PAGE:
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The Pitch

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Nicole Ryan

on 29 July 2013

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Transcript of The Pitch

Beth Ashton played
by Teresa Palmer
•18 years old and excited about being an adult
•Only child raised by both parents
•raised on a property familiar with natural environment and survival tactics
• Attended the same school in Mackay, for her entire schooling life
• Same group of friends since preschool
• Intelligent, naïve and innocent
• Attractive, friendly, shy, modest
Melting hearts
Will Sommers played by Chris Hemsworth
•27 years old who was born and raised in Australia
•Recently promoted to the role of detective
•Will is from a family with divorced parents, two sisters and one brother
•He was primarily raised by his mother however, his father visited regularly
•Always aspired to join the police force
•Became one of the more prestigious detectives in Brisbane
•Often deals with prolific cases
•Loyal, well balanced, compassionate
•Well liked in the community
•Heavily career orientated, spends most of his time working.
Alex Harrington played by Robert Pattinson
•Alex Harrington is a 24 year old male
•Born and has lived his whole life in London
•Intelligent and charismatic business man
• Recently accepted a promotion within an international corporate business firm
• Raised by his father as his mother passed away when he was four years old
•Has an older sister who went to boarding school at the age of thirteen
•Exposed to his father’s obsession with his wife’s dead body
•Psychologically unstable
•Alex’s father’s obsession with his mother’s death, lack of female presence in his life fuelled Alex’s hatred and resentment towards women.
•Necrophilia desires were caused by his need to implement absolute control over the death his female victims
•Intelligent, meticulous, able to manipulate those around him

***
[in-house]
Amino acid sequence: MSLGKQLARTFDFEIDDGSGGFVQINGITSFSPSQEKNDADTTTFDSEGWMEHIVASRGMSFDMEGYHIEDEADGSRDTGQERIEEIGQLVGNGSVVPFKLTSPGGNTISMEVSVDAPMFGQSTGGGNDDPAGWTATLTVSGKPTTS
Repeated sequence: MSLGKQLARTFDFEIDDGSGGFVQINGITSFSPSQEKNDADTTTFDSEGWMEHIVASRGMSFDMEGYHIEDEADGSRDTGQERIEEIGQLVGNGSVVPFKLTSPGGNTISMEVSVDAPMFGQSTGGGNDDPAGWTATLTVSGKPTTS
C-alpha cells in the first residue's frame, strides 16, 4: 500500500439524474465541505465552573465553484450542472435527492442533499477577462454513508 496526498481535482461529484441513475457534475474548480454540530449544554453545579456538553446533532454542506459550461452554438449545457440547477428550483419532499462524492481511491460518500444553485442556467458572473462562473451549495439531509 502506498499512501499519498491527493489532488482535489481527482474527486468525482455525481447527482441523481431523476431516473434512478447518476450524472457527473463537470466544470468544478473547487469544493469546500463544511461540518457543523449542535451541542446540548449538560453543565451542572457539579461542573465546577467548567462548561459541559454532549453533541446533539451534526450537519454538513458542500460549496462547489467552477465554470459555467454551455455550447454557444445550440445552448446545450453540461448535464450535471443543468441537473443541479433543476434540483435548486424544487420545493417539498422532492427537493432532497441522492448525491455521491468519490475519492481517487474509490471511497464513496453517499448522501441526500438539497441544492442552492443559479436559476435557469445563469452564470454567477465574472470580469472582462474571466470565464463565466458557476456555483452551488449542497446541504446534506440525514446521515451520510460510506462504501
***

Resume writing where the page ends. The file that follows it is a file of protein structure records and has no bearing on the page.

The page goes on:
•Is a loner as he endeavours to protect himself
•blames his sister for neglecting him as she left him to go to school
Anna Harper played by Emily Blunt
•Sister to the antagonist Alex Harrington however this is not discovered until the end of the film.
•29 year old London police detective
•well educated as she was granted a scholarship to one of the best schools in London
•graduated with honours as a detective
•Is a loner, does not attempt to win the affection of those around her
•her ability to perform in her role at work causes her to be well respected amongst her colleagues
•feels primarily responsible for her younger brother and his criminal behaviours as she left him with her father
•driving force in her life is to make penance for neglecting her brother
•Takes advantage of her role as detective through manipulating crime scenes and misleading investigations
•enables her brother’s serial killing sprees
• lacks femineity and the ability to nurture, cold person, rarely smiles and has minimal body language, emotionally unstable
•Anna changed her name at 18 when she applied for the policing academy.
‘Frozen’ is a return to the psychological thriller, in response to the post-slasher era of the horror genre (Hutchings 2004). Modern horror conveys the theme of a psychologically damaged human/s that embodies the central threat to the equilibrium (Butler 2005). ‘Frozen’ encapsulates these conventions of modern horror by delivering a spine tingling, edge of your seat plot, whilst exploring the concept of an individual’s moral compass and how they can be formed or altered, dependant on life experiences. When the plot unfolds, the theme of the individual moral compass within all humans is seen throughout all characters, specifically the protagonist and the antagonist, whose polar opposite upbringings have led to two extremes of personal moral compasses directing them in their life choices. As the audience experiences the compelling and unbelievable tale of ‘Frozen’, they are able to question their own specific fears, desires and moral compass (Butler 2005).